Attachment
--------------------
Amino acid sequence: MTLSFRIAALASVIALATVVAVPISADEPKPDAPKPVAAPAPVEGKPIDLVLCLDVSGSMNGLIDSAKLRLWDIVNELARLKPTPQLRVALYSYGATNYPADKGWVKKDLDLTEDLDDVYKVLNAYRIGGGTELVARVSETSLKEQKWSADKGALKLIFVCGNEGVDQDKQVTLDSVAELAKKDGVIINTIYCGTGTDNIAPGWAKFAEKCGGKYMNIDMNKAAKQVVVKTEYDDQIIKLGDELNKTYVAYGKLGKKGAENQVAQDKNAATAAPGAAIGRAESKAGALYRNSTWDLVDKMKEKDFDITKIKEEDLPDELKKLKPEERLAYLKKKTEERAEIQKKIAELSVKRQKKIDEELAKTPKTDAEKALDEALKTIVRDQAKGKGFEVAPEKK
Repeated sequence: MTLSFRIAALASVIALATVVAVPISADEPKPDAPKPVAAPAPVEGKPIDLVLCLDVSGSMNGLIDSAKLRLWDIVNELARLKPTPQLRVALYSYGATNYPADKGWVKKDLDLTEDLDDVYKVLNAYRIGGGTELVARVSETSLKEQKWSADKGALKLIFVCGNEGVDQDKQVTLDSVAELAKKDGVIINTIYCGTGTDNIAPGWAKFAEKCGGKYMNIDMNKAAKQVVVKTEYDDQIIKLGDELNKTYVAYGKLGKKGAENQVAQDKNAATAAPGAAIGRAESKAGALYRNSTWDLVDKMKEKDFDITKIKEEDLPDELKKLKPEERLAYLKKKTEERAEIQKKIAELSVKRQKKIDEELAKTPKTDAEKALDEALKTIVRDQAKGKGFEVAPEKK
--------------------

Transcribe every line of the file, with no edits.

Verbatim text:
Amino acid sequence: MTLSFRIAALASVIALATVVAVPISADEPKPDAPKPVAAPAPVEGKPIDLVLCLDVSGSMNGLIDSAKLRLWDIVNELARLKPTPQLRVALYSYGATNYPADKGWVKKDLDLTEDLDDVYKVLNAYRIGGGTELVARVSETSLKEQKWSADKGALKLIFVCGNEGVDQDKQVTLDSVAELAKKDGVIINTIYCGTGTDNIAPGWAKFAEKCGGKYMNIDMNKAAKQVVVKTEYDDQIIKLGDELNKTYVAYGKLGKKGAENQVAQDKNAATAAPGAAIGRAESKAGALYRNSTWDLVDKMKEKDFDITKIKEEDLPDELKKLKPEERLAYLKKKTEERAEIQKKIAELSVKRQKKIDEELAKTPKTDAEKALDEALKTIVRDQAKGKGFEVAPEKK
Repeated sequence: MTLSFRIAALASVIALATVVAVPISADEPKPDAPKPVAAPAPVEGKPIDLVLCLDVSGSMNGLIDSAKLRLWDIVNELARLKPTPQLRVALYSYGATNYPADKGWVKKDLDLTEDLDDVYKVLNAYRIGGGTELVARVSETSLKEQKWSADKGALKLIFVCGNEGVDQDKQVTLDSVAELAKKDGVIINTIYCGTGTDNIAPGWAKFAEKCGGKYMNIDMNKAAKQVVVKTEYDDQIIKLGDELNKTYVAYGKLGKKGAENQVAQDKNAATAAPGAAIGRAESKAGALYRNSTWDLVDKMKEKDFDITKIKEEDLPDELKKLKPEERLAYLKKKTEERAEIQKKIAELSVKRQKKIDEELAKTPKTDAEKALDEALKTIVRDQAKGKGFEVAPEKK